• Baptism is nothing less and nothing more than a sign and symbol that what Christ has done by dying and being raised from the dead in our place.
  • By faith what He has done, is now mine.  Baptism means therefore nothing more and nothing less than the sign circumcision in the old Testament.
  • Nothing changed as far as the substance of our salvation is concerned (it God’s work of grace!), but what has changed is the sign

That’s exactly what Paul states in the next verse:

When you were dead in your sins and in the uncircumcision of your flesh, God made you alive with Christ. He forgave us all our sins, (Colossians 2:13, NIV)

We find the same idea in Romans 6:

Or don’t you know that all of us who were baptised into Christ Jesus were baptised into his death? We were therefore buried with Him through baptism into death in order that, just as Christ was raised from the dead through the glory of the Father, we too may live a new life. For if we have been united with Him in a death like his, we will certainly also be united with Him in a resurrection like his. (Romans 6:3–5, NIV)

When were we buried with Him?  When He died.  When were we raised to life?  When He rose to life.  Did it happen when we were baptised?  No.  Baptism was the sign that it surely did happen, but it was grace which united us with Him.

The claim of the ceremonialists in the time of Colossae that circumcision was still necessary was to deny the grace of God in Jesus Christ.  In fact, it was to deny the fruit of the death and resurrection of Jesus Christ.  Little wonder then that they wanted to add all sorts of legalistic requirements as we shall see next week.

But what is also true is that those who demand that all babies should by baptised as soon as possible after their birth less they die outside Christ has no Biblical warrant.  The Roman Church teaches that the sacrament acts as a funnel through which grace is poured out on the soul.  It is therefore not uncommon to attend a funeral in that church and then to hear over and over again that the deceased person was baptised, and therefore saved.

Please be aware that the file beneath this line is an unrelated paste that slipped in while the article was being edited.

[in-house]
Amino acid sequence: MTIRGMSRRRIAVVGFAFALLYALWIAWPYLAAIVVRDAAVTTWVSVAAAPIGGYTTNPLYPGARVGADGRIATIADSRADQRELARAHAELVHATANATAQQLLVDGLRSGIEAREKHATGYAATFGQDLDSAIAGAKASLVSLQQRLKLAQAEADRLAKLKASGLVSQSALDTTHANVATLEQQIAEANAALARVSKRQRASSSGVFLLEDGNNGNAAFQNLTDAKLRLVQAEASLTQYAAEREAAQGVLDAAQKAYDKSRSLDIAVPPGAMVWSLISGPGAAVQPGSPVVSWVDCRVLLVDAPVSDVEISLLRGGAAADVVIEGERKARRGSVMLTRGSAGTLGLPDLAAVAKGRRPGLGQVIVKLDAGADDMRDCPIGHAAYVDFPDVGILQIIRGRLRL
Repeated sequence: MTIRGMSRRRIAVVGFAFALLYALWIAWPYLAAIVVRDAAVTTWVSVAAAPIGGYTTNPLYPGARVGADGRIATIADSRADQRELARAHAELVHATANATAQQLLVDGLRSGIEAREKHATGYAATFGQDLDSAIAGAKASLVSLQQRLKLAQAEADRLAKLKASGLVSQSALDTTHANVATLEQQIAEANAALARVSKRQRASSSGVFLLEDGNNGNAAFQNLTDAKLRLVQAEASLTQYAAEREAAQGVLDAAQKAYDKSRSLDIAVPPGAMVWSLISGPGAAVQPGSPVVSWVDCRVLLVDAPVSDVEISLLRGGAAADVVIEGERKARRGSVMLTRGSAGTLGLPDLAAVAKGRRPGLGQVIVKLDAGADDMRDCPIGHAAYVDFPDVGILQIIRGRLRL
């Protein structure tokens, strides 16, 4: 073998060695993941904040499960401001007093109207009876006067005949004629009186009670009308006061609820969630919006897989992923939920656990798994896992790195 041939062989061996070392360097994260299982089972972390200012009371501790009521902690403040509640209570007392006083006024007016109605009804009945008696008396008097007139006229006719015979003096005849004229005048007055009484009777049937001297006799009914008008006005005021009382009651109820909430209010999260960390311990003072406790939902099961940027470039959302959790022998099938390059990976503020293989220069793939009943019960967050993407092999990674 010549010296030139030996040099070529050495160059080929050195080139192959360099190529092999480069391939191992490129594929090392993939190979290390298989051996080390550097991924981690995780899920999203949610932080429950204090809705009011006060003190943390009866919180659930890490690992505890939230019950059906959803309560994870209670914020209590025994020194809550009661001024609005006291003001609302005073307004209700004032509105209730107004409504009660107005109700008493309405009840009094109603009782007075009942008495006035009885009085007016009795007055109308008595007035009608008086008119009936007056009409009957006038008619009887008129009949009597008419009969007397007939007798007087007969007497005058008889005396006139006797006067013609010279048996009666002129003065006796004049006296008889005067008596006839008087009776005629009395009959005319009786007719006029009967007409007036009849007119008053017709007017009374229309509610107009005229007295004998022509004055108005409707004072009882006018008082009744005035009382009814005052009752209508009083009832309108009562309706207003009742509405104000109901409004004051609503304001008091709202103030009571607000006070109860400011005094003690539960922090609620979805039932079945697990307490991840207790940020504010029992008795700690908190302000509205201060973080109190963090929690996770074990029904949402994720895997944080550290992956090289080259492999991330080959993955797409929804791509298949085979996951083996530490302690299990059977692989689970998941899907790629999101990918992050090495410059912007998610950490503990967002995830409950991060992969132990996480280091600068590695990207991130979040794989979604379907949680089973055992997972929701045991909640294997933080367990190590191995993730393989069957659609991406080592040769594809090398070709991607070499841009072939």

It is equally unbiblical to teach that if one was not immersed into water through baptism one will not enter the kingdom of heaven.  What saves us is not the water and the quantity of it;  what saves is God’s grace in Jesus Christ.  Baptism is a sign of grace and receiving that sign is setting one apart from the world as being owned by God.

The theology of Jesus Christ

On the other hand Paul gives a few remarkable statements:

For in Christ all the fullness of the Deity lives in bodily form, and in Christ you have been brought to fullness. He is the head over every power and authority. (Colossians 2:9–10, NIV)

  • Christ is God, the second Person of the Trinity, who came to dwell with us in all his fulness.
  • When in Him we lack nothing , we were brought to fulness.  To his work we add nothing, but we cannot take from it, or diminish the work of his salvation.
  • In Him we were circumcised not with a circumcision done by hands (Colossians 2:11)  Not like the Jews believed!
  • We are saved by God’s act of grace, not be ceremonies (Colossians 2:12) Not like the Jews believed!
  • Our sins are forgiven and by faith we are united with Him who is our Saviour (Colossians 2:13)

Conclusion

We will have to continue next week and find out more about Christ alone, no if’s, no but’s.  Let’s thank God for the fulness of his Son who has become our Saviour.

Amen

Sermon preached by Rev D. Rudi Schwartz on Sunday 17 January 2015

 

 

A life worthy of the Lord

Series Title:  Growing in knowledge of Jesus Christ

Scripture Readings

  • Hosea 4:1-9
  • Colossians 1:3-14

Introduction

Millions of people attended Christmas worship services just two day ago right across the world.  One can only wonder how many those attend the services today.  And one would probably more amazed by the small number whose life is changing, or has changed, because of what they learned or understood about the reason why Christ came into the world.

Many cannot get beyond the manger and the lowing cattle.  A great multitude love the carols, while others only enjoy the Christmas pudding after the service with relatives and friends.

But that is not how we continue on from the manger, the Baby in the crib, star, the wise men and Bethlehem of 2000 years ago.  There we meet Him who had been promised by the prophets, but from there we follow Him to become his disciples.

The Gospel summed up

On Christmas day we heard the glorious message of Christ who was sent into the darkness of this world to be the light leading us back to the Father.  The last verse we read this morning from Colossians 1 explains it perfectly:

For He has rescued us from the dominion of darkness and brought us into the kingdom of the Son he loves, in whom we have redemption, the forgiveness of sins. (Colossians 1:13–14, NIV)

This verse is the gospel summed up:

  • God rescued us from darkness who held us in bondage.
  • God saved us from that kingdom and brought us into the kingdom of his Son.
  • God loved his Son, and by extension, He loves us.
  • We are redeemed, bought with a price.
  • Our sins are forgiven.

What this verse teaches us is that there was something which created a deep gulf between us and God:  sin.  Sin is described as living in darkness.  God, who is powerful over all things in the universe had the power and the will to get us out of that darkness.  His plan was put into motion and then executed by his Son, Jesus Christ.  What did He do?  He saved us, He redeemed us from the grip of darkness of sin and made us members of his kingdom.